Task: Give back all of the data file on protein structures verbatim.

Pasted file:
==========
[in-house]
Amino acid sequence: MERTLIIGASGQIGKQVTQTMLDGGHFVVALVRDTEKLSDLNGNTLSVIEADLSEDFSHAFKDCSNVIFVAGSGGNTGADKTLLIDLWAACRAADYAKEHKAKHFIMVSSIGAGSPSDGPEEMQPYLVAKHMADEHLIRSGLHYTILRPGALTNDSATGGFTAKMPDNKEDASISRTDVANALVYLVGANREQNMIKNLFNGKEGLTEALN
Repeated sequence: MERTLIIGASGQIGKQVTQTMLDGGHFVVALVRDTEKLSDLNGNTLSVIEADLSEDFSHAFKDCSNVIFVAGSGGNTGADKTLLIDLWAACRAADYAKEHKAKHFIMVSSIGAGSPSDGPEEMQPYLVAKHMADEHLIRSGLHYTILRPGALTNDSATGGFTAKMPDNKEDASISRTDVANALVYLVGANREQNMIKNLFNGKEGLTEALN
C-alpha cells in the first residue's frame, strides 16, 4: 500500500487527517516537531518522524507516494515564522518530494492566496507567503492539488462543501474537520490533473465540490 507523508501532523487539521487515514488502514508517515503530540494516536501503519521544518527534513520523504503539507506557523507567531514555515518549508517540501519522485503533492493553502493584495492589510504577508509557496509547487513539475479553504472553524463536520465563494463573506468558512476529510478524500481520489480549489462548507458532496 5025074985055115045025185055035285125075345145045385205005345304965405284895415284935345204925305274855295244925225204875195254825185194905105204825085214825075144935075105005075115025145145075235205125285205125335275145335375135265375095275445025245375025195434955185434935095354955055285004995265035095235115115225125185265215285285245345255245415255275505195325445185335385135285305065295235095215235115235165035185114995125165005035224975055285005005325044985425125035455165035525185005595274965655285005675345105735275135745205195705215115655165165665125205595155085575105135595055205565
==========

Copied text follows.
[in-house]
Amino acid sequence: MERTLIIGASGQIGKQVTQTMLDGGHFVVALVRDTEKLSDLNGNTLSVIEADLSEDFSHAFKDCSNVIFVAGSGGNTGADKTLLIDLWAACRAADYAKEHKAKHFIMVSSIGAGSPSDGPEEMQPYLVAKHMADEHLIRSGLHYTILRPGALTNDSATGGFTAKMPDNKEDASISRTDVANALVYLVGANREQNMIKNLFNGKEGLTEALN
Repeated sequence: MERTLIIGASGQIGKQVTQTMLDGGHFVVALVRDTEKLSDLNGNTLSVIEADLSEDFSHAFKDCSNVIFVAGSGGNTGADKTLLIDLWAACRAADYAKEHKAKHFIMVSSIGAGSPSDGPEEMQPYLVAKHMADEHLIRSGLHYTILRPGALTNDSATGGFTAKMPDNKEDASISRTDVANALVYLVGANREQNMIKNLFNGKEGLTEALN
C-alpha cells in the first residue's frame, strides 16, 4: 500500500487527517516537531518522524507516494515564522518530494492566496507567503492539488462543501474537520490533473465540490 507523508501532523487539521487515514488502514508517515503530540494516536501503519521544518527534513520523504503539507506557523507567531514555515518549508517540501519522485503533492493553502493584495492589510504577508509557496509547487513539475479553504472553524463536520465563494463573506468558512476529510478524500481520489480549489462548507458532496 5025074985055115045025185055035285125075345145045385205005345304965405284895415284935345204925305274855295244925225204875195254825185194905105204825085214825075144935075105005075115025145145075235205125285205125335275145335375135265375095275445025245375025195434955185434935095354955055285004995265035095235115115225125185265215285285245345255245415255275505195325445185335385135285305065295235095215235115235165035185114995125165005035224975055285005005325044985425125035455165035525185005595274965655285005675345105735275135745205195705215115655165165665125205595155085575105135595055205565